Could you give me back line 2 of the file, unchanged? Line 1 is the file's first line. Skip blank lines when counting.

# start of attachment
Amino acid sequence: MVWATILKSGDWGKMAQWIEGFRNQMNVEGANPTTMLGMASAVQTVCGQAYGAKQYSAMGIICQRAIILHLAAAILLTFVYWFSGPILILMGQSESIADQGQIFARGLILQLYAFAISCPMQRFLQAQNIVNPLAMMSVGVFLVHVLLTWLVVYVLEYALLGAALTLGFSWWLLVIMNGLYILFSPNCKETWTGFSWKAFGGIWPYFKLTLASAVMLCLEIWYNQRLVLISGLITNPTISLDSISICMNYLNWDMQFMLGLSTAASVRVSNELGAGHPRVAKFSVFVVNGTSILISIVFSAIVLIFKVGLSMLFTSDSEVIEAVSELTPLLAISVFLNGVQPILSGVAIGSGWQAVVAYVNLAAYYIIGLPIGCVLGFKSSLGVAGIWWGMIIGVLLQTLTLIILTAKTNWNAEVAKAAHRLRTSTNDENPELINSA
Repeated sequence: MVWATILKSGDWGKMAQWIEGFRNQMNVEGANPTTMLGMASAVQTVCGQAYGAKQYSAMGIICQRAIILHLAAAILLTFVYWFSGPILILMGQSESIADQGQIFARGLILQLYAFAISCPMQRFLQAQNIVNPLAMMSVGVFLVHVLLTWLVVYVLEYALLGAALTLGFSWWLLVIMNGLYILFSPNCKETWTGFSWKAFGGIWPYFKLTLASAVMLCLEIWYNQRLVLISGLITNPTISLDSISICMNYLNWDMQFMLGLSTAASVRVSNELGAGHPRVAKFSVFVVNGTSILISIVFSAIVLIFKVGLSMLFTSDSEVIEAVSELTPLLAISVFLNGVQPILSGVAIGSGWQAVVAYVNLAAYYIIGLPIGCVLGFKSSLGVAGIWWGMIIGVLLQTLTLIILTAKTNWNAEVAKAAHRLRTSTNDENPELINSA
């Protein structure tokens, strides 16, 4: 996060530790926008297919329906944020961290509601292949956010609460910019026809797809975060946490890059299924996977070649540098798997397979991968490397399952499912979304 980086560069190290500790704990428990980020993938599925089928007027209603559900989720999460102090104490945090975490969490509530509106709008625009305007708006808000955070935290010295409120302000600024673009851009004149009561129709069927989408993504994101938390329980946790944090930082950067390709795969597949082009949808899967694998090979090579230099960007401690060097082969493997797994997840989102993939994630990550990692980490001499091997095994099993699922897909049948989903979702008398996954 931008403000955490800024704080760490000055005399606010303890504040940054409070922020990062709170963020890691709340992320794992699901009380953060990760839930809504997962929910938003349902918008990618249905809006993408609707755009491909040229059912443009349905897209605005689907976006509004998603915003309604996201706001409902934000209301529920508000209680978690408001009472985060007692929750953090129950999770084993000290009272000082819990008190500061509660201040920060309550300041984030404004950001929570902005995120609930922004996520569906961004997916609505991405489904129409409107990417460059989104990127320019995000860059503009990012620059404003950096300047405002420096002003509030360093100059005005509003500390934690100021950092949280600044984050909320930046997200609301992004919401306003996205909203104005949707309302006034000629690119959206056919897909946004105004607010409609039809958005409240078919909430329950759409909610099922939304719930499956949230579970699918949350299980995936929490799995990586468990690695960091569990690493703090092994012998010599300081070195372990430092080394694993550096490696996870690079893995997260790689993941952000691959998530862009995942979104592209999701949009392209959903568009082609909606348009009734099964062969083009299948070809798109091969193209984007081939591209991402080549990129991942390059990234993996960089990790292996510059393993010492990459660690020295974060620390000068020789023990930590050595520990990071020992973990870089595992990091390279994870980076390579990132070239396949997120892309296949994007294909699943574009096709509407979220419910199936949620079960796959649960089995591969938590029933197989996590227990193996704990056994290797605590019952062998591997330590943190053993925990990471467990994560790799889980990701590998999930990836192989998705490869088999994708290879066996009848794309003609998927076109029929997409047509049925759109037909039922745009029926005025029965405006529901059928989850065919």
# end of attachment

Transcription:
Repeated sequence: MVWATILKSGDWGKMAQWIEGFRNQMNVEGANPTTMLGMASAVQTVCGQAYGAKQYSAMGIICQRAIILHLAAAILLTFVYWFSGPILILMGQSESIADQGQIFARGLILQLYAFAISCPMQRFLQAQNIVNPLAMMSVGVFLVHVLLTWLVVYVLEYALLGAALTLGFSWWLLVIMNGLYILFSPNCKETWTGFSWKAFGGIWPYFKLTLASAVMLCLEIWYNQRLVLISGLITNPTISLDSISICMNYLNWDMQFMLGLSTAASVRVSNELGAGHPRVAKFSVFVVNGTSILISIVFSAIVLIFKVGLSMLFTSDSEVIEAVSELTPLLAISVFLNGVQPILSGVAIGSGWQAVVAYVNLAAYYIIGLPIGCVLGFKSSLGVAGIWWGMIIGVLLQTLTLIILTAKTNWNAEVAKAAHRLRTSTNDENPELINSA